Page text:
Larry Hogan, left, Republican candidate for Maryland governor, and New Jersey Gov. Chris Christie speak with reporters at The Pancake House in Bethesda. (AP Photo/Patrick Semansky)

New Jersey Gov. Chris Christie blew through a Bethesda diner on Tuesday morning, providing a 20-minute burst of energy — ­fueled by hearty handshakes and selfies with patrons — to the gubernatorial campaign of Maryland Republican Larry Hogan.

Christie, chairman of the Republican Governors Association and a potential 2016 presidential candidate, told a crush of reporters that he is “living proof” that members of his party can prevail in traditionally Democratic states — noting that he’s now done so twice.

“Larry Hogan’s got the momentum,” Christie said after the two men, trailed by more than a dozen television cameras, said a rapid-fire series of hellos to diners at The Original Pancake House. “I’m a mercenary in this job. I go to places where he can win.”

Christie’s public appearance followed a fundraiser with Hogan in Potomac that was closed to the media. Hogan aides said proceeds would flow into an account set up by the Maryland Republican Party to promote Hogan’s bid. As of late Tuesday afternoon, they had not said how much was raised.

Christie’s help comes with two weeks remaining in a governor’s race that has proved closer than many expected in heavily Democratic Maryland. A Washington Post poll published two weeks ago showed the Democratic candidate, Lt. Gov. Anthony G. Brown, with a lead of nine percentage points over Hogan.

At the diner, a television reporter peppered Hogan with questions about why he has declined to release a questionnaire his campaign filled out for the National Rifle Association. The NRA endorsed Hogan on Monday, giving him a grade of A-minus and saying Brown merited an F on its issues.

“We’re not really here to talk about what Anthony Brown wants to talk about,” Hogan said, adding, “We’re really focused on the governor’s visit here.”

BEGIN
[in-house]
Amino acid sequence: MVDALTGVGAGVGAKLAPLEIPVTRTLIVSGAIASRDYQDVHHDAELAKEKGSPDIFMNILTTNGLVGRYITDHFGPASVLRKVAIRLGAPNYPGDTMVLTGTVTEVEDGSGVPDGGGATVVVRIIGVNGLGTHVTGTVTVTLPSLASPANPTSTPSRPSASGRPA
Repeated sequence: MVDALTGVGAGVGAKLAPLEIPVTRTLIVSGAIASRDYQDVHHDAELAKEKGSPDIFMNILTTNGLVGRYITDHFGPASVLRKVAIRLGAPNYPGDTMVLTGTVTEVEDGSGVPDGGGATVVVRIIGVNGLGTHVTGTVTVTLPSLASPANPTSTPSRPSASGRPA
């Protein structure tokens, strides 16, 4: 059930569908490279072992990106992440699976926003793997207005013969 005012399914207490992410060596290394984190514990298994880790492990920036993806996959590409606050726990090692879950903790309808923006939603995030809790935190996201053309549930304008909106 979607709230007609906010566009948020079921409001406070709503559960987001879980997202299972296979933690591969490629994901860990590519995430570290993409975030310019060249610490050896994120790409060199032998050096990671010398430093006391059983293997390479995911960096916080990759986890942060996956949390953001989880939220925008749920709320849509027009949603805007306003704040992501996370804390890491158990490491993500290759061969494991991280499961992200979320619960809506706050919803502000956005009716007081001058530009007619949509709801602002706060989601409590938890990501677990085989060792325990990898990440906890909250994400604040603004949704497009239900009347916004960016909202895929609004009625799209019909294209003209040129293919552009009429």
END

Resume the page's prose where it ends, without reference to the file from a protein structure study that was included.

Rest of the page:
Christie chimed in, saying he “admires the lieutenant governor for trying to change the subject.”

“I’ll just say if I had the lieutenant governor’s record and I had to run for a third Marty O’Malley term, I’d be trying to talk about anything else in the world but that, too,” Christie said, referring to Gov. Martin O’Malley (D), who has endorsed Brown as his successor.

Brown’s campaign debuted a TV ad Tuesday that highlights Hogan’s refusal to release the questionnaire, which included questions about rolling back parts of sweeping gun-control legislation passed last year by the Maryland General Assembly.

In public appearances, Hogan has said he has no plans to ask the legislature to repeal the law. Hogan has made tax cuts the rallying cry of his candidacy, and he has said he does not consider guns to be a major campaign issue.

Gun-control advocates have pressed Hogan to release the NRA questionnaire. On Tuesday, nearly a dozen members of the Maryland chapter of Moms Demand Action for Gun Sense in America made a second trip to Hogan’s campaign office in Annapolis to draw attention to the issue.

“We asked to have the same information that the gun lobby received,” Jennifer Stapleton, a volunteer for the group, said afterward, adding that the request was unsuccessful.

Christie’s appearance in Bethesda buoyed many Hogan supporters at the diner, including about two dozen volunteers pulled together by the campaign.

“Chris Christie’s a national figure,” said Joe Crock, a librarian who came down from Baltimore County. “You don’t see too many Republicans coming to Maryland to fire up the base.”

Asked about his enthusiasm for Hogan, Crock, 27, said: “He’s better than the alternative. Anthony Brown seems like he’s an extension of the current administration.”

Mila Tobin, 67, a homemaker from Chevy Chase, said she was a little ambivalent about Christie when she arrived Tuesday morning, citing photos of the governor and President Obama taken after Hurricane Sandy hit New Jersey.

Christie seemed “genuine” as they talked at the diner, Tobin said, and she came away a fan. She said she plans to vote enthusiastically for Hogan because “in Maryland, we’re being taxed to death, and “he’s the exact opposite of Anthony Brown.”

Brown’s campaign got a boost of its own on Sunday with a visit by Obama. The president urged a crowd in Prince George’s County to take advantage of early voting, which begins Thursday.

On Tuesday, Hogan was asked about his thoughts on a 2016 White House bid by Christie.

“I think he’d made a terrific president,” Hogan said. “I can’t think of anyone who’s done a better job as governor.”

As Hogan walked Christie to a black SUV, Christie told him that he intends to be back next week for another event.